The University of California, Berkeley has been chosen for a new center for computer science funded by the Simons Foundation.
Computer Science hasn't previously attracted the level of interest that it deserves but a $60 million grant to establish the Simons Institute for the Theory of Computing at U.C. Berkeley will hopefully place it on the map.
The investment comes from the philanthropic foundation co-founded by Jim Simons, the mathematician noted for the Chern-Simons forms. He is also the creator of the hedge fund Renaissance Technologies, whose success has made him, according to the Financial Times, “the world’s smartest billionaire.”
The funding is intended to enable interdisciplinary teams of scientists to explore the mathematical foundations of computer science and tackle problems in a wide range of fields. Richard M. Karp, the Berkeley computer scientist who will be the institute’s director and who has received the Turing Award, the Kyoto Prize and the National Medal of Science for his groundbreaking contributions to theoretical computation said:
“We’ve been talking to astronomers, climate scientists, fluid mechanics people, quantum physicists and cognitive scientists,”
A number of UC Berkeley research centers will be affiliated with the Simons Institute, including the Center for Information Technology Research in the Interest of Society (CITRIS), Mathematical Sciences Research Institute, ICSI and Lawrence Berkeley National Laboratory, which will contribute supercomputing capabilities at its National Energy Research Scientific Computing Center.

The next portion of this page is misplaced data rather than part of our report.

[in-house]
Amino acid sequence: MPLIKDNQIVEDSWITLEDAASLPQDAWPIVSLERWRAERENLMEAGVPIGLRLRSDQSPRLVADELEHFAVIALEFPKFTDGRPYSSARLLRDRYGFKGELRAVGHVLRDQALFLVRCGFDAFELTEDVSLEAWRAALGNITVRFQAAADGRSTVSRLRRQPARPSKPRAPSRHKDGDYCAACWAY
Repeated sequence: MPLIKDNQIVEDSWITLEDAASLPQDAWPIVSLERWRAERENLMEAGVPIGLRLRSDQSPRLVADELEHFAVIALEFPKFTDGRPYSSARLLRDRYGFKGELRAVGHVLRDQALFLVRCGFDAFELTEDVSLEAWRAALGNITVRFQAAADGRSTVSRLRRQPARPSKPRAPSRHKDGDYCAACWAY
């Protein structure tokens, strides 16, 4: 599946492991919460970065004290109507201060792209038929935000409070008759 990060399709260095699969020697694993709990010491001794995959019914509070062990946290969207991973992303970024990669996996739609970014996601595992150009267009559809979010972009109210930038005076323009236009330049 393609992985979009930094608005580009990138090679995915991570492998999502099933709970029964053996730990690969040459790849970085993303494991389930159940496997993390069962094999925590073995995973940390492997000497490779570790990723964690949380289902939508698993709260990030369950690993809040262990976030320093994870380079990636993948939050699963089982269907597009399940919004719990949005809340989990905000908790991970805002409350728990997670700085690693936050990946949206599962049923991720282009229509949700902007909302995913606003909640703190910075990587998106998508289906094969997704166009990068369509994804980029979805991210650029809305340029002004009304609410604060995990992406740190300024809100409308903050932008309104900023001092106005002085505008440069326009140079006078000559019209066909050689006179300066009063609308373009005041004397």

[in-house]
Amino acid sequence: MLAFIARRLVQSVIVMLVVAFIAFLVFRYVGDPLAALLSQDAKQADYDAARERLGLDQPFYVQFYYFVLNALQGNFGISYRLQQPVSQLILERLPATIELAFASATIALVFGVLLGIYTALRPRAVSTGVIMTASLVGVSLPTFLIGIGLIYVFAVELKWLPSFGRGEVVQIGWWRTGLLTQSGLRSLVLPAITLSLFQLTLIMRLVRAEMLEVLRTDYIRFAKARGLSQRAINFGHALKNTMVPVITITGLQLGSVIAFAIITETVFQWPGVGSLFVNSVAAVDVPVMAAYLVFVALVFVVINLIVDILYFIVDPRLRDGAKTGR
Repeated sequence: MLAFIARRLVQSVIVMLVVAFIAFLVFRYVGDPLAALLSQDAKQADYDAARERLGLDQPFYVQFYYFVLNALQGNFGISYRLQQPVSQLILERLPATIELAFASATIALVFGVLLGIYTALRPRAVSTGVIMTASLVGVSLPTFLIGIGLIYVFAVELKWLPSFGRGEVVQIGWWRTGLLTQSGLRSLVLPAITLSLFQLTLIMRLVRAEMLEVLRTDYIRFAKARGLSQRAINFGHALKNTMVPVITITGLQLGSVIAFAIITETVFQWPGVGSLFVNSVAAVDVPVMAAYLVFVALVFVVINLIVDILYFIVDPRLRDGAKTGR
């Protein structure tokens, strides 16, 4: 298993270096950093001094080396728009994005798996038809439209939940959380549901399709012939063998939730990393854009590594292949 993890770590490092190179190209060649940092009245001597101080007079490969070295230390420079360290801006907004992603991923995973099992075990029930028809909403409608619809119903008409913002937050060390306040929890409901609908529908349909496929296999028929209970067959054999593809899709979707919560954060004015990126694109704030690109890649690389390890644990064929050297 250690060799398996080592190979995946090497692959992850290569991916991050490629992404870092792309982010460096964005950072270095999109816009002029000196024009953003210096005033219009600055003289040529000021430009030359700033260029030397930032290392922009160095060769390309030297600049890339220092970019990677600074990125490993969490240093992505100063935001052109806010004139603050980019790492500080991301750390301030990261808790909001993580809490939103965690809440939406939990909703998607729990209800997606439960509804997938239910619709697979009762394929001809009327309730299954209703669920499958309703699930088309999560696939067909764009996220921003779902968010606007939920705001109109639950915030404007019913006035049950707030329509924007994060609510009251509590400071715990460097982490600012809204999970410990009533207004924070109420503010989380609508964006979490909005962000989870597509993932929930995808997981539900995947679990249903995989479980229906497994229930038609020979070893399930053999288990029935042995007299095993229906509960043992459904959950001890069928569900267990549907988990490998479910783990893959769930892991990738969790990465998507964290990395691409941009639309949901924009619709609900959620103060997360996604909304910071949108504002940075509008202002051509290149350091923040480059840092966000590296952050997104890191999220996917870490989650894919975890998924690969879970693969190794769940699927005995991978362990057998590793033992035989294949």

Peter Norvig, director of research at Google, the Simons Institute’s first Founding Industrial Partner said:
“Google is excited about the creation of the institute at Berkeley we believe it will be a great step forward for theoretical computing in general, and for many of the fields that are critical to Google’s mission, including search, machine learning, large data sets, security, computer vision, digital media, and the study of social networks and economic mechanisms on the Web. We look forward to assisting the institute in furthering these fields of research.”
According to the Berkeley press release, the institute will begin operations in July, and its first scientific programs will start in January 2013. Later that year, the institute will move into its home in Calvin Hall.
The initial questions to be pursued will include how the diversity of life on Earth evolved in only 4 billion years, what the regulatory mechanisms are that govern immune response or the genesis of cancer, whether information can be divulged from a database without revealing specific details about an individual, and how to help create more accurate models of climate change.
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